The Route Map for Change & the European Atlas on the Prevention of AF-Related Stroke

Regions covered:

Europe

Completed date:
2016
Disease area:
Atrial fibrillation / stroke
Key partners and stakeholders:

Steering committee:
Professor John Camm
The Arrhythmia Alliance
AntiCoagulation Europe

HPP also gathered input and endorsement from 16 patient and professional organisations across Europe

Signature output:
Interactive Route Map PDF

About this project

Atrial fibrillation (AF) is a common condition, yet few people have heard of it. What is often not known is that AF is the second most important risk factor for stroke, after blood pressure. Some 1 in 5 strokes is due to AF – close to 360,000 cases per year in the EU – and AF-related strokes are the most fatal and costly of strokes.

The good news is that effective therapies are available that help reduce the risk of stroke in people with AF. But many patients at significant risk of stroke – up to 40% in many countries – are not offered these treatments, despite a strong evidence base and consistent international guidelines recommending their use.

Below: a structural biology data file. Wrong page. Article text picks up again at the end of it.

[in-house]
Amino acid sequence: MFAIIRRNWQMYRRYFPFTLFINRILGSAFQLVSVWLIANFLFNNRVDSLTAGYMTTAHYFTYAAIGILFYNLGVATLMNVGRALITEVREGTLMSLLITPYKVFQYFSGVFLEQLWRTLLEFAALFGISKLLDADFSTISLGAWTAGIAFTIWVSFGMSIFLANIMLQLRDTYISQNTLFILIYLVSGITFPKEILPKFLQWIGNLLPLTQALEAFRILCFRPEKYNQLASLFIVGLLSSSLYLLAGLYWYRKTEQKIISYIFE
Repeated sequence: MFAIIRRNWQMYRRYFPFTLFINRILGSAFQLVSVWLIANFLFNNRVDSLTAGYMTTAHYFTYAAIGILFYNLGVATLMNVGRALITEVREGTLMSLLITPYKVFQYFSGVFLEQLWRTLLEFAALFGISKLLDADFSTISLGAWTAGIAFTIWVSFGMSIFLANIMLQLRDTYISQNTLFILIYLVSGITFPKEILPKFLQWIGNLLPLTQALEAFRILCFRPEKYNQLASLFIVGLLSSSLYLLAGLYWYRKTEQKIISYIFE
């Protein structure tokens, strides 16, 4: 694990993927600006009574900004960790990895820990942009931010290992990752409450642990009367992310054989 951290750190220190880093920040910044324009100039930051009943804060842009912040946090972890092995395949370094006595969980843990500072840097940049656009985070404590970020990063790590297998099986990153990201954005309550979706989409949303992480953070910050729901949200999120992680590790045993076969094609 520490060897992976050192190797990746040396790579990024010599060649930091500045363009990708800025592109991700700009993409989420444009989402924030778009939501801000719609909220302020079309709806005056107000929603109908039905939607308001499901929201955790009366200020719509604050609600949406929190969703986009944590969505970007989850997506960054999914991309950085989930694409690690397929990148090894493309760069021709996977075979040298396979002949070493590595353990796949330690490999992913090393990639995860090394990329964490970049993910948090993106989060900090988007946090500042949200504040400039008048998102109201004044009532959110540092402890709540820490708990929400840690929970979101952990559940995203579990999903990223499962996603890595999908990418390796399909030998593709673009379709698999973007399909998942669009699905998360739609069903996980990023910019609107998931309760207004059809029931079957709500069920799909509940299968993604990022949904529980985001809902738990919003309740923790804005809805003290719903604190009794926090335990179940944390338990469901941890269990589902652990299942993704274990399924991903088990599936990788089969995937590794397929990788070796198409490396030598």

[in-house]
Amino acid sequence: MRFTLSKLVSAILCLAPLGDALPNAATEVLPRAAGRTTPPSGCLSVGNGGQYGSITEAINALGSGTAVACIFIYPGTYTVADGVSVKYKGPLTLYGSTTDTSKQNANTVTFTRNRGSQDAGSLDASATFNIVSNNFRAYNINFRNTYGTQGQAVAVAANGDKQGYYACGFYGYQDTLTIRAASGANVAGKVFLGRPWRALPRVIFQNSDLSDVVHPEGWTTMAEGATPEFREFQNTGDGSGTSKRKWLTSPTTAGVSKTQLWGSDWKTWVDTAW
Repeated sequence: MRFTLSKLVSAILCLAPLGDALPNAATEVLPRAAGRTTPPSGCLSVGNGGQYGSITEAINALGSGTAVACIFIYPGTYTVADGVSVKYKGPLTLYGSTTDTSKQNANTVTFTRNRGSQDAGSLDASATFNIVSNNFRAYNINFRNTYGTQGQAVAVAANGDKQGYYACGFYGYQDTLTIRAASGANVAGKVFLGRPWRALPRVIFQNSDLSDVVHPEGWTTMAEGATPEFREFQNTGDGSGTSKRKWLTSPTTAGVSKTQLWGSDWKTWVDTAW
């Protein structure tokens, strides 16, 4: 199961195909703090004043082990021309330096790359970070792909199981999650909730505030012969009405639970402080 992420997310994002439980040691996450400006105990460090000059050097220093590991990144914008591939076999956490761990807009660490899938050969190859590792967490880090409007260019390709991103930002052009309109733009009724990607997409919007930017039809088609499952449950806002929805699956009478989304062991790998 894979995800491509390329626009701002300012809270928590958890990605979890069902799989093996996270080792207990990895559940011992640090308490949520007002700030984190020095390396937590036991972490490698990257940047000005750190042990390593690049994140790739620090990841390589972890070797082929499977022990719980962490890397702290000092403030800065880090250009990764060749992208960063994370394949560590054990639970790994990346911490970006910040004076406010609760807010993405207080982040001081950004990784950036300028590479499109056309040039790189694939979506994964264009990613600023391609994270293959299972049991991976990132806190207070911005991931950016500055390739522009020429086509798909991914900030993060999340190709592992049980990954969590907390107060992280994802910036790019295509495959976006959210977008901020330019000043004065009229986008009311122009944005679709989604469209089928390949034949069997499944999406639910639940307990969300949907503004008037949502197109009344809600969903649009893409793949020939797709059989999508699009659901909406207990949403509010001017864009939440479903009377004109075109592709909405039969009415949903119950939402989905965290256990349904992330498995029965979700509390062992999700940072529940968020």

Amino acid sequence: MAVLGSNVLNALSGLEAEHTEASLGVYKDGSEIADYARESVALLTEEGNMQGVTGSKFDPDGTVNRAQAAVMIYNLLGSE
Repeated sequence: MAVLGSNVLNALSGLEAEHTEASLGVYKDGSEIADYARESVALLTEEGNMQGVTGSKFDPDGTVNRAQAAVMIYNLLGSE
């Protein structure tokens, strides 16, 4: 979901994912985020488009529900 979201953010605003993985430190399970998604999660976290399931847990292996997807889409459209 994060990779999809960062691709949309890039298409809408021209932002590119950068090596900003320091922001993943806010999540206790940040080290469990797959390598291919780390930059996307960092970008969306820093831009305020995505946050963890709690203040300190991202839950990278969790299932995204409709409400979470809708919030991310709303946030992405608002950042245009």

The challenge, as ever, is one of implementation. But successful implementation requires up-to-date, reliable data to help understand what are the most important unmet needs in each country, and where  efforts should be targeted to achieve the greatest returns.

What we did:

HPP led the creation of a first-ever European atlas on AF-related stroke, accompanied by one of the most comprehensive, high-level calls to action ever on the topic, endorsed by leading clinicians and patient organisations.

We led the development of this comprehensive report, with support from a steering committee comprising Professor John Camm, the Arrhythmia Alliance and AntiCoagulation Europe.

Over 20 leading clinical experts and patient organisations from across Europe also contributed to the report.

The Route Map provides:

  • 16 detailed case studies of what has worked in different countries
  • 27 comprehensive country profiles, allowing detailed comparisons between healthcare systems
  • 7 priority areas to guide action by policymakers.

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